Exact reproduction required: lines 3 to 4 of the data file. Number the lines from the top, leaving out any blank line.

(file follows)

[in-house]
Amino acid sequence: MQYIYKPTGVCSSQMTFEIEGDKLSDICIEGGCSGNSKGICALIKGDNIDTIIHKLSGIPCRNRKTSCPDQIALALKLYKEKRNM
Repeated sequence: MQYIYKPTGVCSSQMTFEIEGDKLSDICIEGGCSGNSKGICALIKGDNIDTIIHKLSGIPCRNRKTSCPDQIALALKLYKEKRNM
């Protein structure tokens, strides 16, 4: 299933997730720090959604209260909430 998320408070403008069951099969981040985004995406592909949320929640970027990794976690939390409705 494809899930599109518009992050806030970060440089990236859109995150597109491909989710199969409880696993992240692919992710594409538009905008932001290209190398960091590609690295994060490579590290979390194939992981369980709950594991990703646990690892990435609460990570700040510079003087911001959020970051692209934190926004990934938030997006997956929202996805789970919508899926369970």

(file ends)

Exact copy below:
Repeated sequence: MQYIYKPTGVCSSQMTFEIEGDKLSDICIEGGCSGNSKGICALIKGDNIDTIIHKLSGIPCRNRKTSCPDQIALALKLYKEKRNM
């Protein structure tokens, strides 16, 4: 299933997730720090959604209260909430 998320408070403008069951099969981040985004995406592909949320929640970027990794976690939390409705 494809899930599109518009992050806030970060440089990236859109995150597109491909989710199969409880696993992240692919992710594409538009905008932001290209190398960091590609690295994060490579590290979390194939992981369980709950594991990703646990690892990435609460990570700040510079003087911001959020970051692209934190926004990934938030997006997956929202996805789970919508899926369970």